Using waste plastic to build eco-friendly toilets to end open defecation
The relationship between toilets and climate change is a connection we don’t make very often. But the rise in extreme weather events is proving challenging to sanitation systems around the world.
While the United Nation’s Sustainable Development Goal (SDG) 6.2 calls for universal sanitation, 4.5 billion people globally lack safely managed services. This problem is exacerbated by rising incidences of extreme weather events, such as floods, which threaten sanitation facilities heightening the risk of contaminating water sources.
Nearly 55 per cent of the world’s population lives in urban areas, and this proportion is expected to increase to 68 per cent by 2050. In most densely populated cities in the developing world, untreated sewage and faecal sludge are major causes of environmental and water pollution.
Kenya is one of the countries in Africa with the largest number of people without access to basic sanitation facilities.
According to an annual performance report on water and sanitation released by civil society organisations (CSOs) in November last year, 9.9 million people drink directly from contaminated surface water sources and an estimated five million people practise open defecation.
Collapse of toilets
According to the 2019 Kenya Population and Housing Census, about 5.6 million Kenyans defecate in the open. A majority (85 per cent) of the open defecation takes place in 15 counties and six counties have rates exceeding 40 per cent, with wide intra-county disparities.
The counties, include Baringo, Garissa, Homa Bay, Isiolo, Kajiado, Kilifi, Kwale, Mandera, Marsabit, Narok, Samburu, Tana River, Turkana, Wajir, and West Pokot. It is against this background that Daniel Birya, a resident of Matsangoni Ward, Kilifi North Constituency in Kilifi County started building makeshift toilets, aiming to end open defecation in his county.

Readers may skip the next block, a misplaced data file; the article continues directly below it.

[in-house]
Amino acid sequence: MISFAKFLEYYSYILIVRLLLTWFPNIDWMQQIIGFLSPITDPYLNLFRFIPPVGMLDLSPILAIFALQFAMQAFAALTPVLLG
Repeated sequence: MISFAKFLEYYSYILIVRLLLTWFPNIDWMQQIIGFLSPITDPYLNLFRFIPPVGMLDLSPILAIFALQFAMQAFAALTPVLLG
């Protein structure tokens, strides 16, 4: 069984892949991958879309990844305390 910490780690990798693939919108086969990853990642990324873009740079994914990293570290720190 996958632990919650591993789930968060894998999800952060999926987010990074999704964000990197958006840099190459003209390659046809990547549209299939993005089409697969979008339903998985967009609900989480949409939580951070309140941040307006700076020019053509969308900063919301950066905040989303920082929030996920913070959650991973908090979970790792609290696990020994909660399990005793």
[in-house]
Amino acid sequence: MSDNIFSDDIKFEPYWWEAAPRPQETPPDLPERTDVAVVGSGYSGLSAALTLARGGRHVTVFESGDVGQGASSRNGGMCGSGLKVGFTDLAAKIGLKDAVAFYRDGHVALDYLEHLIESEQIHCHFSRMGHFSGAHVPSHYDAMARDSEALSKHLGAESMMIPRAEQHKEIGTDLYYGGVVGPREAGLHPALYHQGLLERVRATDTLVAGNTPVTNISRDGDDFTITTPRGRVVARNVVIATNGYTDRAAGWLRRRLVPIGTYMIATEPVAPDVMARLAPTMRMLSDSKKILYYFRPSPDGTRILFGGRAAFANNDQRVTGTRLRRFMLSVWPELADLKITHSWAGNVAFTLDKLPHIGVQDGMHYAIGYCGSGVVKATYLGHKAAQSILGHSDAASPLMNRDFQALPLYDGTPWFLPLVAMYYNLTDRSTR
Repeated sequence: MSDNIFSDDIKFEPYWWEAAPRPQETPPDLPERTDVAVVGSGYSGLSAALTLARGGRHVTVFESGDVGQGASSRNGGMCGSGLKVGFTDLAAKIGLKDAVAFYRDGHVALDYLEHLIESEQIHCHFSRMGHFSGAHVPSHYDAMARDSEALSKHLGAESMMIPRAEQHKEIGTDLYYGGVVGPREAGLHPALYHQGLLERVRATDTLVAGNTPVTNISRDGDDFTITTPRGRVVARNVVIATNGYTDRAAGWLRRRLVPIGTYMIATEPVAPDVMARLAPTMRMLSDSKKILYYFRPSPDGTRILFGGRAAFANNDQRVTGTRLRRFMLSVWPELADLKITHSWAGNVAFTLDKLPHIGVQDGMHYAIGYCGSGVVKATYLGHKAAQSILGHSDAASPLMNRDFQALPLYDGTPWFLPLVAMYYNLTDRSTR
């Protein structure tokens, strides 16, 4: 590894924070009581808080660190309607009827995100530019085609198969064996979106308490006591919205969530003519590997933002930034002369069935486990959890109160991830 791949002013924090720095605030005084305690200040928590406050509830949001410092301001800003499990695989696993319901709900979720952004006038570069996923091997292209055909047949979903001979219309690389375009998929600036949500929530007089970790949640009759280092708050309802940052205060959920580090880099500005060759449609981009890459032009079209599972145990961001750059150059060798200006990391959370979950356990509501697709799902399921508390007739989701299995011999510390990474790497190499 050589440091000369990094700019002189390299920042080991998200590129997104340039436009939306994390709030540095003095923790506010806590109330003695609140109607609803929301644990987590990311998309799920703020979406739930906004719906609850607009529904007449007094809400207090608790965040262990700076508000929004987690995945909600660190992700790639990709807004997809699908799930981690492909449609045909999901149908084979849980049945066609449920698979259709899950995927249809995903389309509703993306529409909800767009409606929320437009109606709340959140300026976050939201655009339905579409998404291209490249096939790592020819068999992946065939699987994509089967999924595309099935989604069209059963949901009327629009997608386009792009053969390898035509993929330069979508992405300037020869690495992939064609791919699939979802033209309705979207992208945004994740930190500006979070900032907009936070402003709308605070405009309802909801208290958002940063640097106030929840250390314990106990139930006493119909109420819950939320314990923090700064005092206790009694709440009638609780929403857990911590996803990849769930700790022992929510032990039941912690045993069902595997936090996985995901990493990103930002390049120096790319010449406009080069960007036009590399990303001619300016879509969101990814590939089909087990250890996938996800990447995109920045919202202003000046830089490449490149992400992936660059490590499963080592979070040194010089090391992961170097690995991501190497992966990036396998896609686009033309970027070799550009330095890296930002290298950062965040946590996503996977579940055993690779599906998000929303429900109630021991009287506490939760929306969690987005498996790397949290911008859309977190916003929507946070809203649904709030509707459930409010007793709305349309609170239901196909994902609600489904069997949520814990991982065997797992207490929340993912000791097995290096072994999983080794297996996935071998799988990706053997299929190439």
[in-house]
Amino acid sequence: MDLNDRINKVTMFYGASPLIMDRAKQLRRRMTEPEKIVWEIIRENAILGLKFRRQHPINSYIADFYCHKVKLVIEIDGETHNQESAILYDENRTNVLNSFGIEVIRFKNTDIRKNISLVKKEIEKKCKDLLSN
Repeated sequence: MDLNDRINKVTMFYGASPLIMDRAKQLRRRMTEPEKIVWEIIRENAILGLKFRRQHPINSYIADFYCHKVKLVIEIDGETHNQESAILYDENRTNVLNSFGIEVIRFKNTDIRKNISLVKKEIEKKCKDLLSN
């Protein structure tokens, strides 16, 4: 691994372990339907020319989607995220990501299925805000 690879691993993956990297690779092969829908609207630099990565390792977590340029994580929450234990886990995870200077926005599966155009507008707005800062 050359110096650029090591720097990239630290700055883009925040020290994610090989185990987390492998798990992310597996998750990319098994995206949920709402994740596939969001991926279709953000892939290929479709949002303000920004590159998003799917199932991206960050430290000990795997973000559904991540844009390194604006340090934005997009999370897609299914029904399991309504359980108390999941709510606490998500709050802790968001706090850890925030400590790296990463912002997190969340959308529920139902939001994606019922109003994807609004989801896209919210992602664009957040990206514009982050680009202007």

The toilet structure is made of old sacks, while the toilet bowl and waste drainage pipes are made of old used jerricans. At first glance, we could not tell that was a toilet until Daniel explained the whole concept.
“This is a low-flush toilet, only that I have used locally available materials to construct it. It works the same way normal flush toilets do, but here, you have to pour water manually to drain the waste away and there is a pit behind the structure where all the waste is collected,” explained Daniel recently ahead of World Environment Day marked on June 5.
He says the other alternative for a toilet in the area would be pit latrines, but they often collapse, sometimes leading to casualties, because of unstable soil formations. Normal flush toilets, on the other hand, remain a pipe dream for many residents because they are expensive to buy and install, yet people there live below the poverty line.
“We have lost several people in this community as a result of pit latrines collapsing due to the weak grounds,” he says. He reveals that his family members have also had near-death experiences with the toilets, but luckily nobody died.